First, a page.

cost, devising drastic strategies, willing to use people as
expendable commodities…” (Becker)
• Divided the country into seven zones (mainly for administrative purposes)
- city population was equitably distributed.
• NEZs had re-education camps, to which former regime officers and
ranking soldiers of ARVN were sent after 1975.
• NEZs were established to rapidly increase the amount of land under direct
cultivation.
• Major crops – rubber, coffee and tea for commercial export.
• People were given tools, basic housing materials and food supply for six
months.
o Majority were released by 1979
o “we will…make sure your thinking is correct, and…teach you
to love the Revolution” (Nguyen Ngoc Ngan)
• Living conditions varied greatly between each zone and within the regions
of each zone.
• Methods of execution:
o Clubbed on the back of the neck with rifle butt or hoe.
o Strangulation/suffocation.
• By 1978 there was a sub-standard of living, thousands of deaths and fear
of/antagonism towards Vietnam. However, Pol Pot was still satisfied with
Democratic Kampuchea’s progress.
• Systematic destruction of Cambodia’s old society through purification from
tainted nature of foreign influences and capitalist systems.
• Tyrannical internal policy – characterised by violence to establish
authority.
• Pol Pot was “entranced by the exercise of power and the praxis
[custom] of prolonged and unrelenting warfare” (Chandler)
• Retired as Prime Minister in October 1976.

Modern History - 33 - Conflict in Indochina


Conflict within Khmer Rouge
• Wasn’t common knowledge amongst people that Pol Pot was ruler
• 1976 – first major party purge because of disagreement on whether to
consider 1951 or 1969 as date of party’s founding. To Pol Pot any
disagreement equalled treason – many high ranking officials killed during
purge
• ‘microbes within the party’ – needed to be sought out and destroyed.
• 1978 – thousands of party members ended up in Tuol Sleng accused of
treachery
• Pol Pot very paranoid

Khmer Rouge Foreign Policy


• Cambodia isolated under KR rule – foreign contact forbidden – KR purity
• Exclusion didn’t apply to China – China’s Cultural Revolution inspired Pol
Pot. Close links essential – any friend of Soviet Union was an enemy to
China. Nth Viet was SU’s friend and so they were an enemy of China.
Cambodia was Nth Viet’s enemy and so were China’s friend.
• Relations strained between KR and Vietnam – traditional hatred. Border
clashes developing – not ordered by Hanoi or Pol Pot but each clash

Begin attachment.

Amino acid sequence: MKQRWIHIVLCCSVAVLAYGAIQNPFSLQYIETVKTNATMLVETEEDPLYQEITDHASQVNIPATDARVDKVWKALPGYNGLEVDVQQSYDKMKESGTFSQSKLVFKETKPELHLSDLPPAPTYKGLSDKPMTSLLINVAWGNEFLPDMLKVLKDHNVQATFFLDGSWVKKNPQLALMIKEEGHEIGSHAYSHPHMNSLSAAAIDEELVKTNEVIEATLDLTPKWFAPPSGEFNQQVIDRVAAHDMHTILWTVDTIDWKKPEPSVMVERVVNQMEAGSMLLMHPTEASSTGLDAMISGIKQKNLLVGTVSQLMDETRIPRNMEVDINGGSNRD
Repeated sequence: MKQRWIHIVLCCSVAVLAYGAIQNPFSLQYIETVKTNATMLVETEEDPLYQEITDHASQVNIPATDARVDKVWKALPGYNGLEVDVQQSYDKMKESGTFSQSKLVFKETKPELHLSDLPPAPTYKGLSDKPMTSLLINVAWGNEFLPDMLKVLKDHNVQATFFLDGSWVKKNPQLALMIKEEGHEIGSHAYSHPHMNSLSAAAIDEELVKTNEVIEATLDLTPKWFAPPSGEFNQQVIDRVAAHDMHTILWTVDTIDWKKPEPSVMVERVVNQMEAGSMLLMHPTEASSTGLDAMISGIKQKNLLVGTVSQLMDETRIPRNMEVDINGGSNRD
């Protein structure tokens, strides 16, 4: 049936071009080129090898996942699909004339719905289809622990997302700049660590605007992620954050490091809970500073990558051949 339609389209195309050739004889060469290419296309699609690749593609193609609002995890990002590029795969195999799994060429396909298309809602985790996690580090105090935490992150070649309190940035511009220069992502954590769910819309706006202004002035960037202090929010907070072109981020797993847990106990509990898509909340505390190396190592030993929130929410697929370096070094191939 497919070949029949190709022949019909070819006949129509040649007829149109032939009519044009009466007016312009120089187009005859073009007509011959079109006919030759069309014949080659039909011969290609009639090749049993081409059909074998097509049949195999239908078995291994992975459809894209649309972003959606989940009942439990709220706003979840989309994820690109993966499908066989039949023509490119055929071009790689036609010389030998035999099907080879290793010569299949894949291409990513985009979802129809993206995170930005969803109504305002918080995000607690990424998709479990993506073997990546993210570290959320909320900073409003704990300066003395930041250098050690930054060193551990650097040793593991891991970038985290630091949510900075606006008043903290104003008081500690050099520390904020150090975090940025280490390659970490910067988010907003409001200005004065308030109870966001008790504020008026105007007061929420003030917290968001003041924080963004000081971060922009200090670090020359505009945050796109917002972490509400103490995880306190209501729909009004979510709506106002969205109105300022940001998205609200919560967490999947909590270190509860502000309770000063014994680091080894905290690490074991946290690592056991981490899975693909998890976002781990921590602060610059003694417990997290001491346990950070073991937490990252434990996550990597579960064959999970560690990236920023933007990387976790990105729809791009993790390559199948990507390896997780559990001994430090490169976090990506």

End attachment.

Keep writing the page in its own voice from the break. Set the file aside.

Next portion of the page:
furthered distrust between the two sides
• Relations between Cambodia and Vietnam deteriorated throughout 1978
o Cross-border raids continued
o Vietnam signed a 25 Year Friendship Treaty with the Soviet Union,
Dec 1978 - Kampuchean Front for National Salvation had been set
up to remove KR regime
o New Chinese leader, Deng Xiaoping, called Vietnam ‘the hooligans
of the east’

Third Indochina War


• Tensions increased between Cambodia and Vietnam for many reasons:
o Ideological differences – Khmer Rouge supported Maoist
communism, Vietnamese followed Soviet style centrally controlled
communism.
o Sino-soviet rivalry – Vietnam was backed by USSR. China did not
trust USSR. China feared encirclement by Soviets and Vietnamese.
China supported Khmer Rouge to stop further Vietnamese power
(money, advisors, military support).
o Cambodia feared Vietnam would attempt to create an Indochinese
Federation controlled by Vietnam.
o The Khmer Rouge wanted South Vietnam back as part of the Angkor
Empire.
• April 1975 – Pol Pot sent soldiers to the Vietnamese border to prepare for
the invasion of Vietnam. Border raids began
• Vietnam launched counter attack Oct 1977, second attack Dec 1977 –
withdrew again
• Feb 1978 – Vietnam use diplomatic pressure to resolve dispute
• Khmer Rouge responded with continued attacks in March and April 1978.
• Vietnam’s relations with China deteriorated as China feared an Indochina
dominated by Vietnam.
o June 1978 – China cut all aid to Vietnam.

Modern History - 34 - Conflict in Indochina


o End of 1978 – polarisation of forces: China and Cambodia on one
side, Russia and Vietnam on the other.
• 25 December 1978 – 100 000 Vietnamese invaded Cambodia.
o Split the main Khmer Rouge force.
• 6 January 1979 – Pol Pot fled Phnom Penh, Sihanouk released from house
arrest and flown to Beijing.
• 7 January – Vietnamese occupied Phnom Penh.
• 10 January – declared the People’s Republic of Kampuchea with Heng
Samrin as president.
• October 1979 – Cambodia virtually in Vietnamese hands, Khmer Rouge
forced into jungle along the Thai border.
• Most welcomed Vietnamese invasion and end of Pol Pot – “for them,
what had happened in the 1970s made as little sense as an
earthquake, a prairie fire, or a typhoon” (David Chandler, 1992).

Modern History - 35 - Conflict in Indochina